RED ARMY OVERRUNS PARTS OF ROMANIA

Bucharest, Romania · June 27, 1940

On this date in 1940 Red Army troops invaded Roma­nia in the wake of Roma­nian King Carol II’s refusal to cede the east­ern terri­tories of Bes­sa­rabia and north­ern Buko­vina to the Soviet Union. These terri­tories had been assigned to the Soviet sphere of in­flu­ence in a secret pro­to­col in the Ribben­trop-Molotov Pact of August 1939. The double-dealing Adolf Hitler, eager to bur­nish good rela­tions between Nazi Ger­many, his Axis partner Italy, Roma­nia, and the Soviet Union, “bro­kered” an agree­ment that left Soviet dic­ta­tor Joseph Stalin holding his booty and pro-German Hun­gary getting forty per­cent of Roma­nian Transyl­vania. (Only Transyl­vania was returned to Romania in 1945 after Germany’s defeat.) In the wake of these set­backs, King Carol II abdi­cated in favor of his teen­age son, Michael (Mihai), but not before appointing Gen. Ion Anto­nescu (1882–1946) to the office of prime minis­ter. Despite opposing the German-engi­neered terri­torial con­ces­sions foisted on Roma­nia, the 59-year-old Anto­nescu wel­comed the pro­tec­tion afforded by Hitler’s occu­pa­tion of his coun­try. The dicta­torial Con­du­cător (leader), who also held the offices of Foreign Affairs and Defense, came to admire Hitler and brought his coun­try into the Axis Tri­par­tite Pact in late Novem­ber 1941, pri­marily in hopes of gaining back Bes­sarabia and Buko­vina by backing Ger­many against the Soviet Union. Roma­nia’s army, the third largest after Ger­many’s and Italy’s, played a major role on the Eastern Front. Within days of Opera­tion Bar­ba­rossa’s launch on June 22, 1941—Hitler’s failed attempt to exter­mi­nate the Soviet Union—Anto­nescu placed 17 Roma­nian divi­sions at Ger­many’s dis­posal. Roma­nia’s mili­tary contri­bu­tion, coupled with its oil deli­veries to the Ger­man war machine and the per­sonal respect Anto­nescu enjoyed from Hitler, placed Roma­nia on a par with Benito Mus­so­lini’s Italy as a prin­cipal ally of Germany. The alli­ance had devas­ta­ting con­se­quences for Roma­nia. With a pre­war popu­lation of more than 18 mil­lion (which included people living in terri­tories forever lost in the war), roughly 370,000 Roma­nian com­bat­ants died. Addi­tionally, 265,000 Roma­nian Jews lost their life. After the country joined with the Soviets to fight against Axis armies in 1944–1945, 167,000 Roma­nians were killed, wounded, or went missing.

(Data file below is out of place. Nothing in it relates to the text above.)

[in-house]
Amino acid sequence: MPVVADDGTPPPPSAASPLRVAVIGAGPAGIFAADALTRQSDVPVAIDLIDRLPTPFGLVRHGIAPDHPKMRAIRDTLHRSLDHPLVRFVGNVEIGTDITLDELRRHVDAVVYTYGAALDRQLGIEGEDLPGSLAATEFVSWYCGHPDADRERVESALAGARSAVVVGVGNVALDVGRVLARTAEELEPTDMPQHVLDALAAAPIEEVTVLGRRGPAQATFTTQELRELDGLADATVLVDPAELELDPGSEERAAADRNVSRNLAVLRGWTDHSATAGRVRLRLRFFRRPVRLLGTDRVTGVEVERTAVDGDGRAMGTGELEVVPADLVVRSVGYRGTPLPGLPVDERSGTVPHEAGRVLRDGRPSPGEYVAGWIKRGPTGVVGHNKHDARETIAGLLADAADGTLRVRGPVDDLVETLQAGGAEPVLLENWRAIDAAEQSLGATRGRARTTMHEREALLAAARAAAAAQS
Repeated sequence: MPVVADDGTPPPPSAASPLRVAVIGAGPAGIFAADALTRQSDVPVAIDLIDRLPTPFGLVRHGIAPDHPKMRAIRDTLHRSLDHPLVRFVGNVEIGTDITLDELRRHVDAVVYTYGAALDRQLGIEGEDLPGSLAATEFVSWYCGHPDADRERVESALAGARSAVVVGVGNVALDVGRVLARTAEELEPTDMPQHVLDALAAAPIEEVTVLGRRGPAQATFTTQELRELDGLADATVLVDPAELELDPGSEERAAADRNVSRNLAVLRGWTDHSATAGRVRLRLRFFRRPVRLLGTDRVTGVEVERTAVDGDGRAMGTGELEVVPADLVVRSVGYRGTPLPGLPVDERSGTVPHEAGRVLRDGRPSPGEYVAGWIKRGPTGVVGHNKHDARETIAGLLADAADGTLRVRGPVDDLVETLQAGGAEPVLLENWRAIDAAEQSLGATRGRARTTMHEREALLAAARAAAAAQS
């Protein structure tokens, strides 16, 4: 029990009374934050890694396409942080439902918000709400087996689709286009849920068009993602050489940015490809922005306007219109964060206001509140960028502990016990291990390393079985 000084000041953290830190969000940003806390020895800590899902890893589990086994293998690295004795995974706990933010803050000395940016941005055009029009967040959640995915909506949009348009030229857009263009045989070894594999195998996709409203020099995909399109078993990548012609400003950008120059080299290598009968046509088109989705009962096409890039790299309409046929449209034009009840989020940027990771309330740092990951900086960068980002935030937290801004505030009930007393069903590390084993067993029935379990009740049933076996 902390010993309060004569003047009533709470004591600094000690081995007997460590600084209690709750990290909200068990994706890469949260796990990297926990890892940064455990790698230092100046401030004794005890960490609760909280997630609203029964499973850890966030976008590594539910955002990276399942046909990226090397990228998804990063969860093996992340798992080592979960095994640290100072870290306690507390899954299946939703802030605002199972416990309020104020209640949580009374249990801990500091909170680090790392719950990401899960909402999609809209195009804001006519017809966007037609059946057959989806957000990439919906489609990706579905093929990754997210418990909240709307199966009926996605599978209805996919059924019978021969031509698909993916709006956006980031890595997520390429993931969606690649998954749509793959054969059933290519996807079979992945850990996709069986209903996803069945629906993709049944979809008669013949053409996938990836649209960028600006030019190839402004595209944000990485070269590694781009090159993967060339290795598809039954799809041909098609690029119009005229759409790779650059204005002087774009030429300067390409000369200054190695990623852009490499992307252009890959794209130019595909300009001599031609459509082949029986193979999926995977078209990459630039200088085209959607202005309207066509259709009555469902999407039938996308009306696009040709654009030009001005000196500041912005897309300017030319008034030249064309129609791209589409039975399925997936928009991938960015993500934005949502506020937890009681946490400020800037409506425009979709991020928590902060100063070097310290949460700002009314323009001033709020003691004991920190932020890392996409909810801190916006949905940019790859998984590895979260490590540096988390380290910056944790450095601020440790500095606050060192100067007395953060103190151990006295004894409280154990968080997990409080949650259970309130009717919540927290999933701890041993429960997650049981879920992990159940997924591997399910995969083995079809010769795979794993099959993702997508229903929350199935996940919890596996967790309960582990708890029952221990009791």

Romania During World War II

Romania, 1930

Above: Map of Romania and its neighbors in 1930. Areas ceded in June 1940 to the Soviet Union (Uniunea Sovietica on map) are Bes­sarabia (rose) and Buko­vina (brown). Transly­vania (gray) was ceded to Hun­gary (Ungaria on map).

King Michael (Mihai) I of Romania, 1947 Wartime photograph of Ion Antonescu, 1882–1946

Left: King Michael I of Romania in 1947. In 1944 Michael led a suc­cess­ful coup with support from oppo­si­tion poli­ticians and the army that deposed Anto­nescu, abolished his dictator­ship, and placed Roma­nia on the side of the Allies. On Decem­ber 30, 1947, Michael was forced by the Com­munist Party of Roma­nia to abdi­cate to the Soviet armies of occu­pa­tion and the monarchy was abolished.

Right: Wartime photograph of Ion Anto­nescu. On Septem­ber 5, 1940, Gen. Anto­nescu became Roma­nia’s Prime Minis­ter. He traveled to Ger­many and met Hitler on eight occa­sions between June 1941 and August 1944. On August 23, 1944, King Michael arrested Anto­nescu. In May 1946, the Roma­nian Com­munist govern­ment prose­cuted the former prime minis­ter in a series of People’s Tribu­nals on charges of war crimes, crimes against the peace, and trea­son. Anto­nescu was executed by a military firing squad on June 1, 1946.

Romanian Armies on the Eastern Front, 1941–1944 (German Newsreel Footage) (Recommend Turning Martial Music Off)

WWII Chronicles book coverHistory buffs, there is good news! The Daily Chronicles of World War II is now avail­able as an ebook for $4.99 on Amazon.com. Con­taining a year’s worth of dated entries from this web­site, the ebook brings the story of this tumul­tu­ous era to life in a com­pelling, author­i­ta­tive, and suc­cinct man­ner. Fea­turing inven­tive naviga­tion aids, the ebook enables readers to instantly move for­ward or back­ward by month and date to dif­fer­ent dated entries. Simple and elegant! Click here to purchase the ebook.